Number of Precocious puberty cases climbing after pandemic: Study
Precocious puberty, also known as early-onset puberty, is on a rise since the outbreak of the covid-19 pandemic, studies conducted in Italy and Germany have revealed. Breast development was noticed in girls as young as 5 years while the onset of menstruation was observed in girls even younger than 8 years.
The normal age for the onset of puberty is around 8 years for girls and it's around 9 for boys. The authors attribute this to the sedentary lifestyle, unhealthy eating habits, and increase in stress owing to the lockdown.
The first study, quite recently found that more than 300 girls were referred to five pediatric endocrinology centers in Italy between March and September 2020, as opposed to 140 referrals during the same period in 2019.
In the other study conducted in Turkey, a pediatric endocrinology clinic reported 58 cases during the first year of the pandemic, when compared to 66 total cases during the 3 previous years.
Between March and September 2020, 338 subjects were referred for suspected precocious puberty, compared to 152 subjects in the same period of 2019 (+122%).
The increase was observed in girls (328 subjects in 2020 vs 140 in 2019, P < 0.05), especially during the second half of the period considered (92 girls from March to May vs 236 girls from June to September); while no difference was observed in boys (10 subjects in 2020 vs 12 in 2019). The percentage of girls with confirmed CPP was higher in 2020, compared to 2019 (135/328 girls (41%) vs 37/140 (26%), P < 0.01).
Anthropometric and hormonal parameters in 2019 and 2020 CPP girls were not different; 2020 CPP girls showed more prolonged use of electronic devices and a more sedentary lifestyle both before and during the pandemic, compared to the rest of the 2020 population.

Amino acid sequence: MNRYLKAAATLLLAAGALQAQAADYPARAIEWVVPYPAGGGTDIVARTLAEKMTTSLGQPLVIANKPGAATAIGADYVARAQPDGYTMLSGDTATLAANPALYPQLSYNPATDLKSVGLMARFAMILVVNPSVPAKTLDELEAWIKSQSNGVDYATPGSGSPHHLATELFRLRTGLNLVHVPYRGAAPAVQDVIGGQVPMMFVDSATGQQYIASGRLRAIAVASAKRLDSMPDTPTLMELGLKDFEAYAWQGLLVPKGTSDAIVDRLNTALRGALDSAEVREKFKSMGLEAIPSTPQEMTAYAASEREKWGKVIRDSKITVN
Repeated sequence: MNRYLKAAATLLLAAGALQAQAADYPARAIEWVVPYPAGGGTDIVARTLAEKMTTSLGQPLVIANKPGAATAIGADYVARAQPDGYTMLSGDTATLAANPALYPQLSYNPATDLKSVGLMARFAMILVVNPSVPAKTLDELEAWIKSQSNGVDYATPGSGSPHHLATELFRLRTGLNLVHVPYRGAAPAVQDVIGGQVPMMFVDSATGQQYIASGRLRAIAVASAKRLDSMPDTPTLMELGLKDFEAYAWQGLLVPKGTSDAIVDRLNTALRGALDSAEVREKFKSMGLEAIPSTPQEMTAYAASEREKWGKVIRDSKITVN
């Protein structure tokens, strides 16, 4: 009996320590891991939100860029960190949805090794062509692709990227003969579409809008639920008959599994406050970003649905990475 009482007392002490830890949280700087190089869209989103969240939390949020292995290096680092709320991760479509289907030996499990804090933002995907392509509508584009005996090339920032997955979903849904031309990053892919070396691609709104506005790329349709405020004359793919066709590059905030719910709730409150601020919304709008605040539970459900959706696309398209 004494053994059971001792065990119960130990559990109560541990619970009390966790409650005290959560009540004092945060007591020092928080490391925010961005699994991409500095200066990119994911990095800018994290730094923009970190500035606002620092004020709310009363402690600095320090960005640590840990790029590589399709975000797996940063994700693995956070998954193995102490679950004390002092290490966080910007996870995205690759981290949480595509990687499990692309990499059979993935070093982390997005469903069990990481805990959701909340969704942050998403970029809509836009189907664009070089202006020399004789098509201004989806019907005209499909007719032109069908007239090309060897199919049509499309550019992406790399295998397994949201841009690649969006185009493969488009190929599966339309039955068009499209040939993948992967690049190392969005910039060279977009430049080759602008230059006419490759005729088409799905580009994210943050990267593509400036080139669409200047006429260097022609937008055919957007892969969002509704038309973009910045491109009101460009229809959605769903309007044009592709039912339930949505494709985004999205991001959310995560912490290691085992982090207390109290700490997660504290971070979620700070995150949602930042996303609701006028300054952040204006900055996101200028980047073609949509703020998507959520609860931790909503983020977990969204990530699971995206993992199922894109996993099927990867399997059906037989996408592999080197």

"I think it's directly related to the amount of stress that the children have gone through," Vaishakhi Rustagi, MD, a pediatric endocrinologist in Delhi, India, told the news outlets.
Rustagi sees about 20 patients with early puberty in a typical year. Since June 2020, she's seen more than 300 girls with the condition. Imaging scans and ultrasounds have not found tumors, and no identifiable cause has been found, though Rustagi attributes it to stress and grief.
"These children have lost family members," she said.
Adiaha Spinks-Franklin, MD, a pediatrician at Texas Children's Hospital told the news outlets "I noticed that quite a few of my [girl patients] got their period after a lockdown."
The main treatment for this condition is a type of hormone therapy called GnRH analogue therapy but some girls cannot avail the benefits of this treatment due to the associated stigma with the topic of menstruation.
To read the full articles click here: https://ec.bioscientifica.com/view/journals/ec/11/2/EC-21-0650.xml
B.Sc Life Sciences, M.Sc Biotechnology, B.Ed
Isra Zaman is a Life Science graduate from Daulat Ram College, Delhi University, and a postgraduate in Biotechnology from Amity University. She has a flair for writing, and her roles at Medicaldialogues include that of a Sr. content writer and a medical correspondent. Her news pieces cover recent discoveries and updates from the health and medicine sector. She can be reached at firstname.lastname@example.org.